At 08:59 16/07/2002 -0400, Mark Stark wrote:
Thanks for the hard work Eric.

> I have algebraically checked this construction. It will effectively
converge
> to the trisection, with a cubic convergence rate. More precisely, if
we take A
> as the origin and C as the unit point on the X axis, 3*t the angle
to trisect,
> if h is the difference in abscissa between the first guess and the
result
> (i.e. the
> difference in cosine), and h' the same difference after one
iteration, we have:
>
> h' = h^3 / (48*sin(t)^2) + O(h^4)

I was unable to follow your suggestion for finding a longer
construction line so I found my own (see below).
In response to John's suggestion of relettering, I am reposting my
construction based on AOB.

Actually, I was wrong. Algebraically, if you do the same constructions
choosing all possible intersection points (a circle / line intersection will
give generally 2 points ; in your construction, you specifiy which one
should be chosen), you will obtain the other solutions to the trisection
problem, with angles T/3, T/3 + 120deg, and T/3 - 120deg. But your
method gives the exceptional cubic order only for this choice of intersection
points.  Actually, my Maple script was not able to give formally the order of
convergence for the other points, but numerically it is so.

>[It might also be
a good idea to change the lettering, since, to the extent that
>there's a
standard, it's usually an angle  AOB  that gets trisected.]

Near Exact Trisection:
1. Start with an unknown angle <90 deg., label the vertex O.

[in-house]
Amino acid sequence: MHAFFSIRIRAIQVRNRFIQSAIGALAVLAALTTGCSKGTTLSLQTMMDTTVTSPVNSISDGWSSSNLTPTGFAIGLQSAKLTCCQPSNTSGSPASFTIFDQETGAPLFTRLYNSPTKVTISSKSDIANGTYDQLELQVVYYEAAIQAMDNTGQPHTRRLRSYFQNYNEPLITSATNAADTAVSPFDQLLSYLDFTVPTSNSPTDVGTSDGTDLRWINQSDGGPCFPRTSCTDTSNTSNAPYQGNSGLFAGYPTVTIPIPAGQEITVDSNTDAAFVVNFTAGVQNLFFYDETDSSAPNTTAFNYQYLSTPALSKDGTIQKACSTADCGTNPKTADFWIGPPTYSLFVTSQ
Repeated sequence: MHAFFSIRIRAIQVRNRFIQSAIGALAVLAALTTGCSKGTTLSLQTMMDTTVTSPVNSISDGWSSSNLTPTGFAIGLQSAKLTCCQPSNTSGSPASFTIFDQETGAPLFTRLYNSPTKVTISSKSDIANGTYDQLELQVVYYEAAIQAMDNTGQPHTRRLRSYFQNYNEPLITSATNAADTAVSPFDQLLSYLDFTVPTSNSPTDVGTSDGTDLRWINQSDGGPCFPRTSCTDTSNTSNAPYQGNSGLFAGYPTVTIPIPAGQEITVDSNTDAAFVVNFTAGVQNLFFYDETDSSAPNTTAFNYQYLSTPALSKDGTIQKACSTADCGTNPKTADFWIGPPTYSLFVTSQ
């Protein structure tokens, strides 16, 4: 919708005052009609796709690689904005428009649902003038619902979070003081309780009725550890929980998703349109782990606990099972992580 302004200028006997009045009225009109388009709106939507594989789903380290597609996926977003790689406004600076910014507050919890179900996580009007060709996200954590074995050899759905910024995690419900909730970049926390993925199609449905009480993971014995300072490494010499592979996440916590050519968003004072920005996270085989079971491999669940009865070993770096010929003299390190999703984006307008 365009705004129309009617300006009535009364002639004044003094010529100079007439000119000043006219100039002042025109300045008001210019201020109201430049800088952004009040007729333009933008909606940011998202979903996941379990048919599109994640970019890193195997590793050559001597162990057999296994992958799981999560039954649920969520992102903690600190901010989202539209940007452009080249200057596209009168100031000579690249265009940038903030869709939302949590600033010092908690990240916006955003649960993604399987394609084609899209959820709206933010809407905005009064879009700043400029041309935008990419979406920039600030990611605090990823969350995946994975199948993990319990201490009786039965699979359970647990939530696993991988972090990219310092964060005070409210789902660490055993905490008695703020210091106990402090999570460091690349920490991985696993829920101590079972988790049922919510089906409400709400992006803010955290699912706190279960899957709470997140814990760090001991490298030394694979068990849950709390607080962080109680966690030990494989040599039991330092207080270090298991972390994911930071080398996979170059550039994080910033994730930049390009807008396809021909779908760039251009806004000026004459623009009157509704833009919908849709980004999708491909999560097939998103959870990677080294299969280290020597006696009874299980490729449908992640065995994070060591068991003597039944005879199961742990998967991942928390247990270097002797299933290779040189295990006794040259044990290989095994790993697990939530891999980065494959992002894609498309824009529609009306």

2. Draw an arc with origin at O crossing both lines of the angle at
points A and B.
3. Draw line AB making an isosceles triangle.
4. Using point A as the origin, draw an arc crossing line AB and the
earlier arc somewhere between and way between points A and B.
Label where this new arc crosses line AB point D.
Label where this new arc crosses the first arc point E.
5. Draw line DE and extend it well past O .  If  line DE passes
exactly through point O (it wont) stop, your first guess was an exact
trisection.     
6. Extend line OA well past point O, step off  3 times length OA from
point O and label the new point F.
7. Swing an arc of length OF with O as the origin that crosses the
extended line DE near point F.
Label the intersection G.
8. Draw line GO and extend it to intersect the original arc from step
2.
Label the intersection E.

Line OE is a good trisection. However this is only the start.
Repeating the process from step 4 using AE as the arc radius results
in a trisection to within 10E-11 degrees. Each subsequent iteration
improves the trisection by several orders of magnitude.

It takes an extra step, but an alternate construction using a line
 from point B perpendicular to line OA (line AB is no longer necessary)
yields exactly the same results if your step 4 circle has its origin
at point B, is between 1/2 and 3/4 angle AOB, and point D is on the
new perpendicular line instead of line AB. This gives a longer working
line for the construction.

This is great ! I checked algebraically that you obtain the same line
with the two versions of point D, so this modified construction will also
converge to the trisection with cubic rate.

-- Eric


Eric Bainville - Product Development Manager - CabriLog
mailto:Eric.Bainville@cabri.com - http://www.cabri.com